A complaint was made by the Council of the Law Society of Scotland against Bruce Gregor De Wert, Georgesons, Wick. The Tribunal found the respondent not guilty of professional misconduct. The Tribunal further did not consider that the conduct established might meet the test for unsatisfactory professional conduct and therefore declined to remit the complaint to the Society in terms of s 53ZA of the Solicitors (Scotland) Act 1980.
Allegations of misconduct were raised against the respondent regarding his conduct in relation to the drafting, execution and registration of a power of attorney for a client. The Tribunal heard evidence that, superficially, the client could give the impression she had capacity. Having carefully considered the evidence led and the agreed facts, the Tribunal did not consider that there was sufficient evidence to prove the complainers’ case beyond reasonable doubt.
There are certain standards of conduct to be expected of competent and reputable solicitors and a departure from these standards which would be regarded by competent and reputable solicitors as serious and reprehensible may properly be categorised as professional misconduct. It is necessary to consider all the circumstances and the degree of the respondent’s culpability. The Tribunal was not persuaded that there were sufficient warning signs in this case such as to render the respondent’s decision to draft and register the power of attorney, professional misconduct.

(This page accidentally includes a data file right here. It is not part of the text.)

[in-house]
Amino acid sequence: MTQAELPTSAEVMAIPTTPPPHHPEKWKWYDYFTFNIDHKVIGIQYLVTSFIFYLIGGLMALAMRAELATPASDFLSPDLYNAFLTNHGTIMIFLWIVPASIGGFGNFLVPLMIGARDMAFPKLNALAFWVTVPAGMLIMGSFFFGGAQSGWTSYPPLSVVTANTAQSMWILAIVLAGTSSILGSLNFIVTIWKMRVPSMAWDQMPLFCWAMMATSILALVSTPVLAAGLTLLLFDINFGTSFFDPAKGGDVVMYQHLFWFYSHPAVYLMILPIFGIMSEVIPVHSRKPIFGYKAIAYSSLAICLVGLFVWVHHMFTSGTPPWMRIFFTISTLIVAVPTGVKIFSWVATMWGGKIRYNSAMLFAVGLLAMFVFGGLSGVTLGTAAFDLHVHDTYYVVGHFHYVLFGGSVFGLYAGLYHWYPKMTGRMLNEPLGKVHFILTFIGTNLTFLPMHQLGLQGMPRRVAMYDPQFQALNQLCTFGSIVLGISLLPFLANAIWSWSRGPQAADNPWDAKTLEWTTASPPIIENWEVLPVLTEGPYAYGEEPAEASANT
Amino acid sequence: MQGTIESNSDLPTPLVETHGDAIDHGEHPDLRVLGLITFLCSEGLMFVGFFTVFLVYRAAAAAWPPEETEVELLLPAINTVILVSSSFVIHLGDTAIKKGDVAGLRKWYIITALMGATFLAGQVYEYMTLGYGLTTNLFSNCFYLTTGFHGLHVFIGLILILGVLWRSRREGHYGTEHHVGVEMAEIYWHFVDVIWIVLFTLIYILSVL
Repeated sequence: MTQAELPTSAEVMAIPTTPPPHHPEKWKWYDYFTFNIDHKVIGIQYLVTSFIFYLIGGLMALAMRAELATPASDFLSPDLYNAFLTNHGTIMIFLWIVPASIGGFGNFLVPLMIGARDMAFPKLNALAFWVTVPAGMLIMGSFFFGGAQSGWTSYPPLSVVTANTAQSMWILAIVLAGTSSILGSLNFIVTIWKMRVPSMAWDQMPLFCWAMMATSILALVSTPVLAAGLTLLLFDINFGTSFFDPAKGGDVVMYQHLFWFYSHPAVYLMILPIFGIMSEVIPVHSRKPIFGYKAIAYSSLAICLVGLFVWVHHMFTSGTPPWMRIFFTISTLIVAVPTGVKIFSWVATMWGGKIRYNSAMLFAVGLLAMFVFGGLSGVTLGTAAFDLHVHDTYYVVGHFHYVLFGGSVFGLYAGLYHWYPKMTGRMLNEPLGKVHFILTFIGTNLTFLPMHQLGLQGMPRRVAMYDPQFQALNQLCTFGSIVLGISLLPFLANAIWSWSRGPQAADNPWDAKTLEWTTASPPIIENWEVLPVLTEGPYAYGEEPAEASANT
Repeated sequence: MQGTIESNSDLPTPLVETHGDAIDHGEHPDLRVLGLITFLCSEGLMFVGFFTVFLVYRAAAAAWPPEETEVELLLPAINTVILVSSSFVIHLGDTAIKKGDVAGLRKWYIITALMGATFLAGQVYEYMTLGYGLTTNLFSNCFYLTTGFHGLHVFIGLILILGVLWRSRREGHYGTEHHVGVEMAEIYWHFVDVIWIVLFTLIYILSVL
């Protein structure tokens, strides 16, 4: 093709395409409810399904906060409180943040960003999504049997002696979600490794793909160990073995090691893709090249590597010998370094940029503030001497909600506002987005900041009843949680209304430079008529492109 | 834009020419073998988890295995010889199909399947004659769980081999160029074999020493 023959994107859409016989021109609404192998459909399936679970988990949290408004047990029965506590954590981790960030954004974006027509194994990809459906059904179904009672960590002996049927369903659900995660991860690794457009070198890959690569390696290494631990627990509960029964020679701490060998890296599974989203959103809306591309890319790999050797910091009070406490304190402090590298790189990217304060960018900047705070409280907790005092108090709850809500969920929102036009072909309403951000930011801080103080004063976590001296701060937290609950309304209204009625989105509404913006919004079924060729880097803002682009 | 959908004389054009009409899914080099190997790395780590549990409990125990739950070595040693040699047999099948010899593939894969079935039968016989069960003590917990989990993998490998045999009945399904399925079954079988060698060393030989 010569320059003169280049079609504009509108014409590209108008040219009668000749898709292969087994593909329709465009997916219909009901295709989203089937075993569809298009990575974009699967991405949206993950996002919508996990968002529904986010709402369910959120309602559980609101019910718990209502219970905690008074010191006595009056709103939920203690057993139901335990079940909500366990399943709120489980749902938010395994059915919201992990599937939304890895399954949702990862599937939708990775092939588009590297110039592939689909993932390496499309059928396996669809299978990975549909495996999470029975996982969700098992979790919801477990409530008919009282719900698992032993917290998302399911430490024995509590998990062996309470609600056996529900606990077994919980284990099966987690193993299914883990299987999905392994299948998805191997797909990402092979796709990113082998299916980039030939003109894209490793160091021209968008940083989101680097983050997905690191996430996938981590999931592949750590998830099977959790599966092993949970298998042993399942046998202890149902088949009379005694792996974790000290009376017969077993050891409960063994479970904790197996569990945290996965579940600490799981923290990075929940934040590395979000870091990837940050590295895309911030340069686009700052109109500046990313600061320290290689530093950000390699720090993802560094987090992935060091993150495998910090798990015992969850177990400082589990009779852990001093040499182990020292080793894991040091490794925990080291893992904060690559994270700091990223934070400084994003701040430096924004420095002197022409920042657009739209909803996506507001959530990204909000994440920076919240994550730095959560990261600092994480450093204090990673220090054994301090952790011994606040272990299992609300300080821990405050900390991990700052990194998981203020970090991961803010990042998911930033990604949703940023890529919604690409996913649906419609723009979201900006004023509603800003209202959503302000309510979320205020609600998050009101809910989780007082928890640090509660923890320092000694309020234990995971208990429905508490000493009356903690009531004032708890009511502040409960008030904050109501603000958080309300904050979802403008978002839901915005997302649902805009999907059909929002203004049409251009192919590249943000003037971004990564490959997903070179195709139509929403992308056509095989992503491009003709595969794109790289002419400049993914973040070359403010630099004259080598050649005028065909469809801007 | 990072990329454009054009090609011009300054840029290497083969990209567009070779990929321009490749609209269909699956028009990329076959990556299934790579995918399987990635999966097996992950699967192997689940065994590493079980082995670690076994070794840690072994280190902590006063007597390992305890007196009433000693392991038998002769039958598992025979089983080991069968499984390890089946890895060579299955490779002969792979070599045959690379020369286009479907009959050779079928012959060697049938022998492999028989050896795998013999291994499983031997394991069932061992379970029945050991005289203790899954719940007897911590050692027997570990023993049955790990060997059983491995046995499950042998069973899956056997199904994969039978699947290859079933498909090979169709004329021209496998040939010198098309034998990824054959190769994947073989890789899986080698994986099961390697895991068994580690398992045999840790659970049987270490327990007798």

A complaint was made by the Council of the Law Society of Scotland against Ian William Donaldson, solicitor, Dunfermline. The Tribunal found the respondent guilty of professional misconduct in respect of his failures (a) to act with trust and personal integrity, (b) to communicate effectively, (c) to act with competence, diligence and appropriate skill, and (d) to act in a manner consistent with persons having mutual trust and confidence in each other.
The Tribunal censured the respondent and fined him £2,000.
The respondent repeatedly and unequivocally asserted to the first and third secondary complainers and the agent for the first secondary complainer that he had instructed agents to deal with the title to a property on the Isle of Man when he had not done so. He unreasonably delayed in dealing with the transfer of title to that property. He therefore breached rules B1.2, B1.9.1, B1.10 and B1.14 of the 2011 Practice Rules. The Tribunal accepted that the delay in dealing with the property was due to various factors. However, it was the respondent’s responsibility to ensure the executry was completed within a reasonable time and his failure to advance matters contributed to a significant degree to the delay.